The Federal Reserve is widely expected to take no action Tuesday, leaving interest rates at their historically low levels and announcing no other changes to monetary policy.
Recent economic data has indicated the recovery is slowly picking up steam. Unemployment is falling and consumer sentiment rising. Economists say there’s cause for optimism, but that the Fed will likely remain cautious.
“They’re going to stay on hold, take a wait and see attitude while they continue to assess the overall environment,” said Peter Cardillo, chief market economist at Rockwell Global Capital.
Cardillo said the fitful signs of economic strength will shelve any plans the Fed may have had for further easing of monetary policy. “The potential of them easing any further is next to zero,” he said.
An announcement from the Fed is due at 2:15 p.m. EST at the conclusion of the meeting of the Federal Open Market Committee, which sets most of the central bank’s fiscal policy.
Global concerns have also eased in recent weeks.
A deal by Greek bondholders last week to accept losses and restructure Greece’s onerous debt load has staved off a messy default, easing fears of contagion across Europe. The economic situation in China also appears to be improving.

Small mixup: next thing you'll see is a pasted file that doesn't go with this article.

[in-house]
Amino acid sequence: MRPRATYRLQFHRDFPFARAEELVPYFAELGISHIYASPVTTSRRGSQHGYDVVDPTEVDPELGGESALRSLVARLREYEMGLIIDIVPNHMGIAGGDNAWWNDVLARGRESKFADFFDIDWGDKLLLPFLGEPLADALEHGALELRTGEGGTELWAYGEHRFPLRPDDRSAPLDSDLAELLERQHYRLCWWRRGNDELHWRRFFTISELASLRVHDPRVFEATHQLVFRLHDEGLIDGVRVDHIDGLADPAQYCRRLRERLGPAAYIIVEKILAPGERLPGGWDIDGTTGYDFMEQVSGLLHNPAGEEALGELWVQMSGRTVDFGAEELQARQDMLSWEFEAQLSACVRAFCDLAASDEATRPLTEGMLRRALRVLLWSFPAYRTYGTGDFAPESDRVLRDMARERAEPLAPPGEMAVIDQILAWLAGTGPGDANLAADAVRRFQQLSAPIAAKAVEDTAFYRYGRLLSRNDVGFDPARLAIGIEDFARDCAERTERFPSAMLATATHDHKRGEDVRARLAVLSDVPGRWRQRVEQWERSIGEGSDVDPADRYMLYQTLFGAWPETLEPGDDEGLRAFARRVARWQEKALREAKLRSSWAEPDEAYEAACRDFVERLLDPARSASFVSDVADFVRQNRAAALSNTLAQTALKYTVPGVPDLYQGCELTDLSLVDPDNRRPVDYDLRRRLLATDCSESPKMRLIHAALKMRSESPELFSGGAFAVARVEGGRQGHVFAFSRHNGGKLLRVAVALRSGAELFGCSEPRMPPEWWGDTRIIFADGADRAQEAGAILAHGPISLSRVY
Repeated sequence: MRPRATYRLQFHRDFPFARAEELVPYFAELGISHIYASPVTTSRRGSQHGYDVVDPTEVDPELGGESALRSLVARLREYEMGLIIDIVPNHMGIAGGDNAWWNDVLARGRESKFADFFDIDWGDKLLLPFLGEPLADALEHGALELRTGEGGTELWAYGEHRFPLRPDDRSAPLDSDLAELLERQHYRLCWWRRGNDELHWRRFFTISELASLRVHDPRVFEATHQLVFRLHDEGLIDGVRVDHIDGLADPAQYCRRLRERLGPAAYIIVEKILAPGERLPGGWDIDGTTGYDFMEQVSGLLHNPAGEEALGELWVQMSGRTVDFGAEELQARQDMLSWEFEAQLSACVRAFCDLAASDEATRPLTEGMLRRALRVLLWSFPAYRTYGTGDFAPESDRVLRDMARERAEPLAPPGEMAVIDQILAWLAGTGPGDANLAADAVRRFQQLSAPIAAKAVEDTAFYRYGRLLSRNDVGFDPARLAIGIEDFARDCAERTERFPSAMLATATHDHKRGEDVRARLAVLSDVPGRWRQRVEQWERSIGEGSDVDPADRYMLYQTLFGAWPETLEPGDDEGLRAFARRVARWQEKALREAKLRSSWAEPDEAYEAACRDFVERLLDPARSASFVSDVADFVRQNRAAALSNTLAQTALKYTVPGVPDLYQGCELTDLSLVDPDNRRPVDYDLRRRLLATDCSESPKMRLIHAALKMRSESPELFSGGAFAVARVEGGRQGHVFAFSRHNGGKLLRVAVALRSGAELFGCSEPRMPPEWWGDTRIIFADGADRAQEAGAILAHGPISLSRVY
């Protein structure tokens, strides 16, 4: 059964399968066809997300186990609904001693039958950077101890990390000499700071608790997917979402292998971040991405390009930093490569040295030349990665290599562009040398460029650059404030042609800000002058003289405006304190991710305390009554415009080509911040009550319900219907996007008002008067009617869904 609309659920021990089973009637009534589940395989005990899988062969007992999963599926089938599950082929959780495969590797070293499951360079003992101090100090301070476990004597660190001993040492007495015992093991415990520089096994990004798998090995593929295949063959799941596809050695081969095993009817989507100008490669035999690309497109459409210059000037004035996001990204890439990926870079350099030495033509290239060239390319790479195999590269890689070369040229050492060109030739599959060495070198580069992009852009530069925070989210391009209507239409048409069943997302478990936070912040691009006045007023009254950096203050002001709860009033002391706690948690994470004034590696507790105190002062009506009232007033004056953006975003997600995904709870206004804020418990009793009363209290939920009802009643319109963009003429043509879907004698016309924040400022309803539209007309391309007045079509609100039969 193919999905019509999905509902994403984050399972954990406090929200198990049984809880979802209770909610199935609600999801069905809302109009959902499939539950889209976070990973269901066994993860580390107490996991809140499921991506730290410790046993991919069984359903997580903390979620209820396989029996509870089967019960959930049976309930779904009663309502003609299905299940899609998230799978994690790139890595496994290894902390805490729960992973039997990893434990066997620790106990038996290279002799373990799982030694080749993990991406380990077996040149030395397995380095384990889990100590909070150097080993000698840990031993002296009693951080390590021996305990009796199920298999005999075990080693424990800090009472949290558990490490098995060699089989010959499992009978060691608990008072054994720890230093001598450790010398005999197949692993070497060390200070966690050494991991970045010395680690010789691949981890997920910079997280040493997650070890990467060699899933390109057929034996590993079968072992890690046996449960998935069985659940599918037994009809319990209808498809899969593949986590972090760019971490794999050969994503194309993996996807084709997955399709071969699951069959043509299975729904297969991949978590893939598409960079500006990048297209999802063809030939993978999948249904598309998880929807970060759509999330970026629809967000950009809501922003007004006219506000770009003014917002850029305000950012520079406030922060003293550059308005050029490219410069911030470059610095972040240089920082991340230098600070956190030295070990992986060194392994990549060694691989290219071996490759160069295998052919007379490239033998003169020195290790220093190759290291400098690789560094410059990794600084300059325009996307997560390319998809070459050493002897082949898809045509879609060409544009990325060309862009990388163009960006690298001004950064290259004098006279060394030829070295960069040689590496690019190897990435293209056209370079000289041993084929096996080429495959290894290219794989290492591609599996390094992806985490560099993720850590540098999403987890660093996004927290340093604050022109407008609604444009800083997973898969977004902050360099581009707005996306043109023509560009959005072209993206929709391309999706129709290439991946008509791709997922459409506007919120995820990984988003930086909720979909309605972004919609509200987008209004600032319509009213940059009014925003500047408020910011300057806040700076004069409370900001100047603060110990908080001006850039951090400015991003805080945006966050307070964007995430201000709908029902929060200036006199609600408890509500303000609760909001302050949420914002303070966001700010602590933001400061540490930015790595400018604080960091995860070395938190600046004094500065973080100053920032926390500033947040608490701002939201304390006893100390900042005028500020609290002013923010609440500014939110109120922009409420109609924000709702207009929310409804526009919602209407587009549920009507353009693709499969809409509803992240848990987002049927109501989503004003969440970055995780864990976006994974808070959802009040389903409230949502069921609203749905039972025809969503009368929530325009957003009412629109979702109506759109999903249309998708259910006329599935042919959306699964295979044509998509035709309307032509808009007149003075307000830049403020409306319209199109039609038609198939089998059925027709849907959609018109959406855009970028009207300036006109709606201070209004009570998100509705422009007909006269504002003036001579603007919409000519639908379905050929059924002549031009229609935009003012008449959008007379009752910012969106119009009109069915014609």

One source of concern is rising energy prices. The average price of a gallon of gasoline is climbing toward $4 in the U.S. Rising household income and improved consumer sentiment could both be offset if consumers find too much of their income has to be earmarked for their gas tanks.
The government reported last week that employers added 227,000 jobs, the third month in a row with solid gains, while the unemployment rate held steady at 8.3%.
Despite the strengthening numbers, analysts say the Fed almost certainly has no imminent plans to start raising interest rates above the 0-0.25% range at which they’ve held since December 2008.
The question is whether the Fed language will start to change now that the data is improving. For over three years, the Fed has always been cautious, lowering expectations rather than raising them.
As it stands, the Fed has essentially promised to keep interest rates at historic lows for at least another two years.
With labor markets healing, it makes sense that Fed policy makers will eventually rethink that strategy.
Investors won’t be looking for those moves to be announced on Tuesday. Instead, they’ll look for language that hints strongly that those moves will be considered.
In addition, inflation is likely to become more of an issue with unemployment falling.